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Professional certification at the top of the agenda

Professional certification at the top of the agenda

Our new chairman is taking a lead in developing a professional certification scheme for those who work with assistive technology.

Antony Ruck has set up a working party to investigate and report back on how best to establish a scheme for AT professionals.

Professional certification is a process through which a person proves that he or she has the knowledge, experience, and skills to perform a specific job or function.

Certification usually involves an exam or exams and provides a guarantee that an individual has achieved a certain level of proficiency.

“In terms of our industry there are many roles that would benefit from professional certification, from those who assess and make AT recommendations for individuals, through to those who enable and support those individuals in the use of their AT,” said Ruck..

“The list of roles professional certification could apply to is both long and varied, so a single course and exam is unlikely to fit the requirements of our target audience.”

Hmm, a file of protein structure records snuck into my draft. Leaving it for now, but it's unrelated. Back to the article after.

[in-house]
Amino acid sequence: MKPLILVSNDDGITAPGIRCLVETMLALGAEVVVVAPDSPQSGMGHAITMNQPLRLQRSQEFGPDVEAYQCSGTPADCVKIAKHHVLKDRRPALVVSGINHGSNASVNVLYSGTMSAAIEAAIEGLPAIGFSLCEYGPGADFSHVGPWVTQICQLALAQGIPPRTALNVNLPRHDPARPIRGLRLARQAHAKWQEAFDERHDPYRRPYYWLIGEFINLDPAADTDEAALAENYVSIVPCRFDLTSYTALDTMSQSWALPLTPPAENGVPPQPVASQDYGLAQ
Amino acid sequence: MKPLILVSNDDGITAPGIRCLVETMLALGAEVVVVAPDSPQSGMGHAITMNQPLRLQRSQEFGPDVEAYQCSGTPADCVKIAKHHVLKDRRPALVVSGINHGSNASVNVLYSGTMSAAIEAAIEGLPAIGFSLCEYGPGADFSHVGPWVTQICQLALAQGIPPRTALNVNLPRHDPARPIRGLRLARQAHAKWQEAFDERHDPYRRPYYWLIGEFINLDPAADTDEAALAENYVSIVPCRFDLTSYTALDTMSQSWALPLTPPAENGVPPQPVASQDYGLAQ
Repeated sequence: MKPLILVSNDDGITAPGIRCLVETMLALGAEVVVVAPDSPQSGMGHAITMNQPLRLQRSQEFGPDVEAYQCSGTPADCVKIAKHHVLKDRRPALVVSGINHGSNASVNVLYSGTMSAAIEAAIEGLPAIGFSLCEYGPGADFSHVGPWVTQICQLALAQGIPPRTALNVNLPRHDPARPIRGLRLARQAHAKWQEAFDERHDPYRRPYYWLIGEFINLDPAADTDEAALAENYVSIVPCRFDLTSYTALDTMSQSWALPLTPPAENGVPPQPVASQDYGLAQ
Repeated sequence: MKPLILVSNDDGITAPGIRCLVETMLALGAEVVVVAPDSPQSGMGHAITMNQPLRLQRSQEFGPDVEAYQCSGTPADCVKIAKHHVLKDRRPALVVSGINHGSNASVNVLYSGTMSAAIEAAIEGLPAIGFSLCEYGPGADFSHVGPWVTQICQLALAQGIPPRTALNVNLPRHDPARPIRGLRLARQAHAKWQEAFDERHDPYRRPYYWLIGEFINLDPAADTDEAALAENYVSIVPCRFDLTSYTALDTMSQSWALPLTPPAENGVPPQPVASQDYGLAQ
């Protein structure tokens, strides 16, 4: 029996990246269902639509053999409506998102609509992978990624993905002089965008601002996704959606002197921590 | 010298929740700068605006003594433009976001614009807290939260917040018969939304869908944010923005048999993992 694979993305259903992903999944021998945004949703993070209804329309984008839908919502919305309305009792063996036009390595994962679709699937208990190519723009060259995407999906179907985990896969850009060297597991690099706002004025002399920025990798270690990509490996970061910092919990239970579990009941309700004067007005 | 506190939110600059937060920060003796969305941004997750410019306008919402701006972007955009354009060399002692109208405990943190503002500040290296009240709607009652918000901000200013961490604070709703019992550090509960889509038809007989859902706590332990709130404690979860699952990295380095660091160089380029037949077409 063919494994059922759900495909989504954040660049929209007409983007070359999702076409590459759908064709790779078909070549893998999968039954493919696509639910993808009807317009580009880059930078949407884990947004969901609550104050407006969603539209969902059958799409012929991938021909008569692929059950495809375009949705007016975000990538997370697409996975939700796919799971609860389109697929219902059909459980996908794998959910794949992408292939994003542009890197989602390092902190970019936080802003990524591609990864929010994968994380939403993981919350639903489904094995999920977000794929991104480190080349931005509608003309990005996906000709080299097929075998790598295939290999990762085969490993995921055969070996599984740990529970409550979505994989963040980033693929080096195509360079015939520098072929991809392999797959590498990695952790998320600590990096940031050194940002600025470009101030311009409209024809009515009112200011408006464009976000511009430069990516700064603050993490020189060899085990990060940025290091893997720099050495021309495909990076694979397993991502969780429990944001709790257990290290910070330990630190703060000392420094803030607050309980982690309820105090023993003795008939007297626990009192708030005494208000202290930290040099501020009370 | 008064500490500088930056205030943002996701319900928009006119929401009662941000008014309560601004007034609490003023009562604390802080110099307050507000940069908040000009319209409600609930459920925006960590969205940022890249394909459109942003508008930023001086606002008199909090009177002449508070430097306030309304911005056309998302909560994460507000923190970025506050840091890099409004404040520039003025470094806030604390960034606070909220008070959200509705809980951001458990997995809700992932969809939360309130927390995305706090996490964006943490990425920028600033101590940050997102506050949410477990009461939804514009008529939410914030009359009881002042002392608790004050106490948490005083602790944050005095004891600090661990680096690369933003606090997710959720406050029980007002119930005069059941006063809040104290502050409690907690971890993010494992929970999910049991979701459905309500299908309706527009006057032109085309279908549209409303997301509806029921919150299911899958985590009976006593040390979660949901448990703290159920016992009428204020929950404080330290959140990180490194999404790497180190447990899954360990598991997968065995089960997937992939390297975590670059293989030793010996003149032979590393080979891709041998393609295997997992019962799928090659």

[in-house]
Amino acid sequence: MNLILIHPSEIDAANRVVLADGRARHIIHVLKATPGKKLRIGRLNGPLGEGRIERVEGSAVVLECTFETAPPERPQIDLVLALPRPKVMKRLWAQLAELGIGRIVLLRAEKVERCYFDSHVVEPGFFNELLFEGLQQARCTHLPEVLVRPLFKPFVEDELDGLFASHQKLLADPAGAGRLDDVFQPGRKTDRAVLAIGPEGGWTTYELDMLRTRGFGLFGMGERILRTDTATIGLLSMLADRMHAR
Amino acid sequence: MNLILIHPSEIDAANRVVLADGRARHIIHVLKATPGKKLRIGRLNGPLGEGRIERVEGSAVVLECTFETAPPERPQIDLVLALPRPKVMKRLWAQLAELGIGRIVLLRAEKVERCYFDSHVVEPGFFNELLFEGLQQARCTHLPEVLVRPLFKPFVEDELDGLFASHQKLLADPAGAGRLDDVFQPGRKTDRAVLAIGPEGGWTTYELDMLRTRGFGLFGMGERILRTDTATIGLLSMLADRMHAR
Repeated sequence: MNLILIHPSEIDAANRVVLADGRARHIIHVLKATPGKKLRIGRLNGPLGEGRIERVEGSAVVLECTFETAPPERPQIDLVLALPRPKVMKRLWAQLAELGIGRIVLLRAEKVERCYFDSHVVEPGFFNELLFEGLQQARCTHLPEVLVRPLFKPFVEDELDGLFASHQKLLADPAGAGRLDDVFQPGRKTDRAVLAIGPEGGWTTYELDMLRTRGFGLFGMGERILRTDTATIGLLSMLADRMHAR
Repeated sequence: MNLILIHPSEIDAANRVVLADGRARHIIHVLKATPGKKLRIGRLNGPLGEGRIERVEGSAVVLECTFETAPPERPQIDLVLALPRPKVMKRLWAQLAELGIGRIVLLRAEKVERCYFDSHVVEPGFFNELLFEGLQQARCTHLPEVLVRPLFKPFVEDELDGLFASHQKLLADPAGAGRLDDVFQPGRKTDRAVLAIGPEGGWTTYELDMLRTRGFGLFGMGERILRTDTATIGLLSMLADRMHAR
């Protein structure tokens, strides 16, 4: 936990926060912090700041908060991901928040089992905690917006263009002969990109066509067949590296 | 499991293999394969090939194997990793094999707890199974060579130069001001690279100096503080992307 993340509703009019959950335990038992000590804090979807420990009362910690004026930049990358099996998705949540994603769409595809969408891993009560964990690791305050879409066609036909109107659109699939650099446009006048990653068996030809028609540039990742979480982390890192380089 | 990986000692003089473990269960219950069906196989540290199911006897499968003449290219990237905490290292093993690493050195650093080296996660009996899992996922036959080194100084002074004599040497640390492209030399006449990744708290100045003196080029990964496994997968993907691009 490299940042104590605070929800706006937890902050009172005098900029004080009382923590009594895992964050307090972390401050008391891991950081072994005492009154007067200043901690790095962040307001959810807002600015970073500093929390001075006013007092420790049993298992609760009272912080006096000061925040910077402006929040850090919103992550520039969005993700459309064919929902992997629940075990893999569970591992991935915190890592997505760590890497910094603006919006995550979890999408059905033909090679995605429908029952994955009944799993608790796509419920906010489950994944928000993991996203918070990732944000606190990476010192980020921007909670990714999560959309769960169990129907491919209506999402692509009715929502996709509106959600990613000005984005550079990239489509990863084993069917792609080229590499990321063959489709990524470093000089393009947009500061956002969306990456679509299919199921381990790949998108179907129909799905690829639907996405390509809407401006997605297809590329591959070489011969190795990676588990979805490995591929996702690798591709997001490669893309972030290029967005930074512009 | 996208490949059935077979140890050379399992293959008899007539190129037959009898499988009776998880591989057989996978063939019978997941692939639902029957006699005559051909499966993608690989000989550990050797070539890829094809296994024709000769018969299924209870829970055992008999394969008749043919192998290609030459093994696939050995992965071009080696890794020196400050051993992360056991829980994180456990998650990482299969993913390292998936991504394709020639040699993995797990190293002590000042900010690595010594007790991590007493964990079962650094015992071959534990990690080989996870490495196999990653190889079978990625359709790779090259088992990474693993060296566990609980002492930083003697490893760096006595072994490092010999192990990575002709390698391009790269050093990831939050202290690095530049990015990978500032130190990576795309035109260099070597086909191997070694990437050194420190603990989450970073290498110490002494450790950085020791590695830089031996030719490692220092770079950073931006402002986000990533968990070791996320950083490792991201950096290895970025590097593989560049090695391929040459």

Proper understanding of AT is vital to reduce the risk to disabled people, to make efficient use of investment in assistive technologies and to avoid possible litigation.

Practitioners want to be good at what they do, and to prove and improve their skill sets, helping them do their job, and making them more employable.

Employers want  to be able to benchmark the value of current or potential employees, and to demonstrate their value to current and future clients.

Funding bodies want certification to ensure end users receive value for money: a professional service level at the right price.

Manufacturers and publishers want it: to ensure users enjoy the best possible experience of their products;  to ensure products continue to be recommended; to minimise service and support costs by encouraging safe and knowledgeable use and to promote their companies.

Council members discussed various options for different groups of professionals, including approving existing courses, requiring certified practitioners to have undergone CRB checks and insisting that they have public liability insurance.